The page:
Physical distancing had led many primary care clinics to implement new technologies in their practices. But what mi… https://t.co/52kF3U9Ojs
19 July 2013
Management Science; Apr2013, Vol. 59 Issue 4, p819-836
Battilana J, Casciaro T.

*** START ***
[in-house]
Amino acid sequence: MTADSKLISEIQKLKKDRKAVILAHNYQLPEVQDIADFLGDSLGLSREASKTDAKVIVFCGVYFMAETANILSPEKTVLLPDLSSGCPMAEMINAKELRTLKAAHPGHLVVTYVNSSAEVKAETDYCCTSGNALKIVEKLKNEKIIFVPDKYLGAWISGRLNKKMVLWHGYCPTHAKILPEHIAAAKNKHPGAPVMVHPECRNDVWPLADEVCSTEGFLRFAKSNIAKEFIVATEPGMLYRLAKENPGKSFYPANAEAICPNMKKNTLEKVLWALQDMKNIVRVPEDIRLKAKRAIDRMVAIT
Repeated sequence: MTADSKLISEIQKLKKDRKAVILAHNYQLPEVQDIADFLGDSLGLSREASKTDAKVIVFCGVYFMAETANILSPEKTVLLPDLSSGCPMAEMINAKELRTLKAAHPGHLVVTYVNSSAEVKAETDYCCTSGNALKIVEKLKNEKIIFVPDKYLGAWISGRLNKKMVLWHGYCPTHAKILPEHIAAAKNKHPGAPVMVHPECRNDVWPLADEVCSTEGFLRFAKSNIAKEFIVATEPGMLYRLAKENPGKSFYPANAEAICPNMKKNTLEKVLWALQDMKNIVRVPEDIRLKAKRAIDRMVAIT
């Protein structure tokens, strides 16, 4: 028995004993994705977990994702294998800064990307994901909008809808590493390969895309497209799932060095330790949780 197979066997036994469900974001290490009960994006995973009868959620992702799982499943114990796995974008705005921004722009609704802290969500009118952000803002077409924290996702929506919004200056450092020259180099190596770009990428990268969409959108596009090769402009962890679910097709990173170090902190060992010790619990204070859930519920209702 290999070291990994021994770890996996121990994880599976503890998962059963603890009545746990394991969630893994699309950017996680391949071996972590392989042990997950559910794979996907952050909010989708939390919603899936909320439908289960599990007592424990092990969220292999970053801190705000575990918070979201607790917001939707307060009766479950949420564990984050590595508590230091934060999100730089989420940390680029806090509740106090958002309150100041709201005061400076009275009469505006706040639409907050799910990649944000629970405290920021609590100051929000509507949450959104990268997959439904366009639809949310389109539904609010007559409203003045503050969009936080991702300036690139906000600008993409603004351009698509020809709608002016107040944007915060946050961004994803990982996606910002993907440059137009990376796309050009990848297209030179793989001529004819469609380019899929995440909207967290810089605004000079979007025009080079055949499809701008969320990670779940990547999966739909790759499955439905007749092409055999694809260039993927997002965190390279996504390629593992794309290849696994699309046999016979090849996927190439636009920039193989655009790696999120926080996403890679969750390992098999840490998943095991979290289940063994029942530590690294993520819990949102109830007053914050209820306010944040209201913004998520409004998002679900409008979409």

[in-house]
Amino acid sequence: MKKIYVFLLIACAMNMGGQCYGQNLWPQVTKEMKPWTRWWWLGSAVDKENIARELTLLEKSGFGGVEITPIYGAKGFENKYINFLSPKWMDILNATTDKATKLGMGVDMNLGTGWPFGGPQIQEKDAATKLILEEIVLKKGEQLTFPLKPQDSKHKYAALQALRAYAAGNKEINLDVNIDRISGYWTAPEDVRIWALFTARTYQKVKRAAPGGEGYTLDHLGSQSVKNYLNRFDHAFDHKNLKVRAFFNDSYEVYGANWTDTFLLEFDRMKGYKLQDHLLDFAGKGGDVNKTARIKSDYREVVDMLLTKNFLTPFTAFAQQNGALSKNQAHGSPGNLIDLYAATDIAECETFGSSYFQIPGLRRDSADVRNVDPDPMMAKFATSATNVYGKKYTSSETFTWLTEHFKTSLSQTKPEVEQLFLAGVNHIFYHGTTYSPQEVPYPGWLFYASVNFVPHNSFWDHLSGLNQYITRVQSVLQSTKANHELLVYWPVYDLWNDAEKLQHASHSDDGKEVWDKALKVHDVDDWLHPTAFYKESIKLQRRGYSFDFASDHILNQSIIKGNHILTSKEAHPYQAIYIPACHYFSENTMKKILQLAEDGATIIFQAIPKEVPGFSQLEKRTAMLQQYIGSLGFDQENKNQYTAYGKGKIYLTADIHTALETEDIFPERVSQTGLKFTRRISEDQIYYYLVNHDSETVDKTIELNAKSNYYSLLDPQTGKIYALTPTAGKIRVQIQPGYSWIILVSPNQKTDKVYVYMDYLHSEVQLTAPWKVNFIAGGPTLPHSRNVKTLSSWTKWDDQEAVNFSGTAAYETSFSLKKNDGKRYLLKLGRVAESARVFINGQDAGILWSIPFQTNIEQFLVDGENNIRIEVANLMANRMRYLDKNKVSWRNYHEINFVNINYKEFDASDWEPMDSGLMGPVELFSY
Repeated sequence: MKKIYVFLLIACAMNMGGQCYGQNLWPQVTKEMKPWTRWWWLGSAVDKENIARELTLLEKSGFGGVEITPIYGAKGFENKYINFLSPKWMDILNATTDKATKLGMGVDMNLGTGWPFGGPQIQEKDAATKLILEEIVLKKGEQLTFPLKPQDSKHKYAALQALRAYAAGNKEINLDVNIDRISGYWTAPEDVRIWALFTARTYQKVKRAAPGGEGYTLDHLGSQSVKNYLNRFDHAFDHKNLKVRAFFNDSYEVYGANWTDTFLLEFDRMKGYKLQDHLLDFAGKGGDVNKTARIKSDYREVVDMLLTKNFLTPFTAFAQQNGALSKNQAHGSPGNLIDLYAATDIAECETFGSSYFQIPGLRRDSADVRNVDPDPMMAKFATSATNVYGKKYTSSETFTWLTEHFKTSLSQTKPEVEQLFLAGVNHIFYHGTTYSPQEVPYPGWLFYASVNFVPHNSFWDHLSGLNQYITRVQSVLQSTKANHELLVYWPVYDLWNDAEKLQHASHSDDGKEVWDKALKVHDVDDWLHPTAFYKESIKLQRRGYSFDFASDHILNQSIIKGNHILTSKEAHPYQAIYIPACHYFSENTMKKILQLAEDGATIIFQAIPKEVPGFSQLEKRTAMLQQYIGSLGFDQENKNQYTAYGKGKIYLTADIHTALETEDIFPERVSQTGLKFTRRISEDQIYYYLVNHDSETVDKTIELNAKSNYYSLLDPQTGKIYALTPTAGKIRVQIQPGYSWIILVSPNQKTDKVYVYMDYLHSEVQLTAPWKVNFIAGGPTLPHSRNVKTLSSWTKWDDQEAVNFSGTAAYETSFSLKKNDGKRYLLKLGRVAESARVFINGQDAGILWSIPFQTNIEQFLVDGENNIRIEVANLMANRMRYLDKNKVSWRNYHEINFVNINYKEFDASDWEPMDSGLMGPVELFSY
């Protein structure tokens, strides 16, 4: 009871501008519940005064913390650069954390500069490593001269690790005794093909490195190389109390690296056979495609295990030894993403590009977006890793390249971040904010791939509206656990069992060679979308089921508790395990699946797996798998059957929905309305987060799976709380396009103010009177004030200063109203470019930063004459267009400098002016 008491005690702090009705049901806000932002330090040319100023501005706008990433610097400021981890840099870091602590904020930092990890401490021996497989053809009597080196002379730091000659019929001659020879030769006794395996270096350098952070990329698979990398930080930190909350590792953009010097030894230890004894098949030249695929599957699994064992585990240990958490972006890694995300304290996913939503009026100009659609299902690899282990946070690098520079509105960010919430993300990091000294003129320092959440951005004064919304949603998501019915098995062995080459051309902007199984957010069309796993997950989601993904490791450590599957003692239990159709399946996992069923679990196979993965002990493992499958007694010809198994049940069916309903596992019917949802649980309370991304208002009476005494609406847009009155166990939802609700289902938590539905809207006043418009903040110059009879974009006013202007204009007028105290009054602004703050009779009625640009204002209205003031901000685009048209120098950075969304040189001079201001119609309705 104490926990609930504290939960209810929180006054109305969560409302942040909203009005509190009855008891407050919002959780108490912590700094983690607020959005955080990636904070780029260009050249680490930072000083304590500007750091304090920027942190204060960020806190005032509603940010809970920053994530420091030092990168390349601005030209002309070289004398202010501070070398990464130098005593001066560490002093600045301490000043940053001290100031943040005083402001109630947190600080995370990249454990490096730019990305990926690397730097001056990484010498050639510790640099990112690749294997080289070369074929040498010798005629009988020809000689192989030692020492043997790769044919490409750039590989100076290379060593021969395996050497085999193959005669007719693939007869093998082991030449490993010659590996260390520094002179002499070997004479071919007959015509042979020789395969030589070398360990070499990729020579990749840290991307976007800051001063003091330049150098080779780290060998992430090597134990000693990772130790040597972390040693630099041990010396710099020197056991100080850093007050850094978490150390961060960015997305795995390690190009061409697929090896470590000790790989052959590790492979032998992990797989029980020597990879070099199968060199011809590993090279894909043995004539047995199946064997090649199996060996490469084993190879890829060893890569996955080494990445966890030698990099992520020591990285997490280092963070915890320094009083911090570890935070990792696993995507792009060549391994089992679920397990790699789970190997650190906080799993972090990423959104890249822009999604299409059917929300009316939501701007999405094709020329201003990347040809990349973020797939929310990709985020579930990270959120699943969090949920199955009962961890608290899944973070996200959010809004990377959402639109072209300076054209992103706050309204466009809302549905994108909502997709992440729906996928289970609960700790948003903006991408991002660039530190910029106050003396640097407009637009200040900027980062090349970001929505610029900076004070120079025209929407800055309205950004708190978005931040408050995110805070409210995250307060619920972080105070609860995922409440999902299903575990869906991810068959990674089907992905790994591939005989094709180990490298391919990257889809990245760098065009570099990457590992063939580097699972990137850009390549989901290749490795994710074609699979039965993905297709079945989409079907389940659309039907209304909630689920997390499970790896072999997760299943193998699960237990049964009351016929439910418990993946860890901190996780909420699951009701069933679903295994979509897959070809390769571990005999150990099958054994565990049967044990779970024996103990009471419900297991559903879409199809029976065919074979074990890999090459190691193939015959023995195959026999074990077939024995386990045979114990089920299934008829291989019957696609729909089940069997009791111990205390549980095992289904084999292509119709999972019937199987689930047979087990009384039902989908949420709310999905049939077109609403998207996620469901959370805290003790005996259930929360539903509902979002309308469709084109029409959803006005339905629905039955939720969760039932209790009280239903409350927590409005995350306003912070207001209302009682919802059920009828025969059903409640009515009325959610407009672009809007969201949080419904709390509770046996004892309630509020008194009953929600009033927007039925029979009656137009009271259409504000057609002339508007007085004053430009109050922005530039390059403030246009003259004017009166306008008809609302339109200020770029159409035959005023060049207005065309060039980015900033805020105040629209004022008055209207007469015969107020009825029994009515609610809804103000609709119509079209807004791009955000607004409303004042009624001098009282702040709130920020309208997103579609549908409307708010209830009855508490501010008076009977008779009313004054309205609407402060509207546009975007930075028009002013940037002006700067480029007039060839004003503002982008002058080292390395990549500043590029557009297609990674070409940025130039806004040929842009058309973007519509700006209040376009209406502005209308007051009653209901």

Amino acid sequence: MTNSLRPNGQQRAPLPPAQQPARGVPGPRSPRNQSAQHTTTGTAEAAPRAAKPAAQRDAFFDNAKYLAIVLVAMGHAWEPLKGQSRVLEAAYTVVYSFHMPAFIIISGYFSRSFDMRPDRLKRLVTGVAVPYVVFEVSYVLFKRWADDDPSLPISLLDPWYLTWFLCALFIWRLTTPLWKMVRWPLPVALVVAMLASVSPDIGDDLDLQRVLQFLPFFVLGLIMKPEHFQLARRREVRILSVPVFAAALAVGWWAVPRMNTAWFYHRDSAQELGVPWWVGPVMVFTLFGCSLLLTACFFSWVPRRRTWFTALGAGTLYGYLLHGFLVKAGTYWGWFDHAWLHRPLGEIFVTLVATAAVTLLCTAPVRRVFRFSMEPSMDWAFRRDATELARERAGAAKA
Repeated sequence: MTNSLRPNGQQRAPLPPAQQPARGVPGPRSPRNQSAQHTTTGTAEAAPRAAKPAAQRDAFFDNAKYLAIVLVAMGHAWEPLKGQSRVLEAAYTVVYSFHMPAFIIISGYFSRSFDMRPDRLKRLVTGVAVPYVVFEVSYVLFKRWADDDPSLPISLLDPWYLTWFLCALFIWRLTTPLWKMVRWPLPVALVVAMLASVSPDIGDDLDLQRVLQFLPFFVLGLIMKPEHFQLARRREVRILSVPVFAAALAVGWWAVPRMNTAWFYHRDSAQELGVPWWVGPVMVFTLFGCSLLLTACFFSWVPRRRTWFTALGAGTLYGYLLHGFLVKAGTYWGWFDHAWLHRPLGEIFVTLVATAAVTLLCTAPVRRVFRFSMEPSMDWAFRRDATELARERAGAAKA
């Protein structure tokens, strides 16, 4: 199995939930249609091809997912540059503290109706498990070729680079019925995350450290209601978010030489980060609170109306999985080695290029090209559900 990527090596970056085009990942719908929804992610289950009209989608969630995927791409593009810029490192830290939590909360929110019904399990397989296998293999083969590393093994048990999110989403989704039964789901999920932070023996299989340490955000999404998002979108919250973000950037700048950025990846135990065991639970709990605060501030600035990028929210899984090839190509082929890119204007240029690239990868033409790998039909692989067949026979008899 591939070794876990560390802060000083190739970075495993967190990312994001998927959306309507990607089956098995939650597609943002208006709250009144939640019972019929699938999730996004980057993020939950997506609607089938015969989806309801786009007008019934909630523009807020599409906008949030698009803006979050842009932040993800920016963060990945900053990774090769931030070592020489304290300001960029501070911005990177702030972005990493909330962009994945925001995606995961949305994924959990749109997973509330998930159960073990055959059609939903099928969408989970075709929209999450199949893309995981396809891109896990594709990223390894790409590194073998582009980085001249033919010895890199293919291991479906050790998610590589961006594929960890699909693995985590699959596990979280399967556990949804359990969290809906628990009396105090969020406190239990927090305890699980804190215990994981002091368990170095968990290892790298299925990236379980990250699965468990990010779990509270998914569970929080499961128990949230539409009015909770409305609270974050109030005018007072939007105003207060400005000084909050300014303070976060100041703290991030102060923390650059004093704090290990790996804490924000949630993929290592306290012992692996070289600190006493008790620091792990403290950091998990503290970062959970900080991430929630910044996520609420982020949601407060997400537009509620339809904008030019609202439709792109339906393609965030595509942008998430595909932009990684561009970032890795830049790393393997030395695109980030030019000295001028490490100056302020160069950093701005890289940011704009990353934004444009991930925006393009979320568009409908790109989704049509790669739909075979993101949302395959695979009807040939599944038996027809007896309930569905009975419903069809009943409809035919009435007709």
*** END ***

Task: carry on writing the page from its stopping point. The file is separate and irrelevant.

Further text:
“The authors propose a relational theory of how change agents in organizations use the strength of ties in their network to overcome resistance to change. They argue that strong ties to potentially influential organization members who are ambivalent about a change (fence-sitters) provide the change agent with an affective basis to coopt them. This cooptation increases the probability that the organization will adopt the change. By contrast, strong ties to potentially influential organization members who disapprove of a change outright (resistors) are an effective means of affective cooptation only when a change diverges little from institutionalized practices.”View Online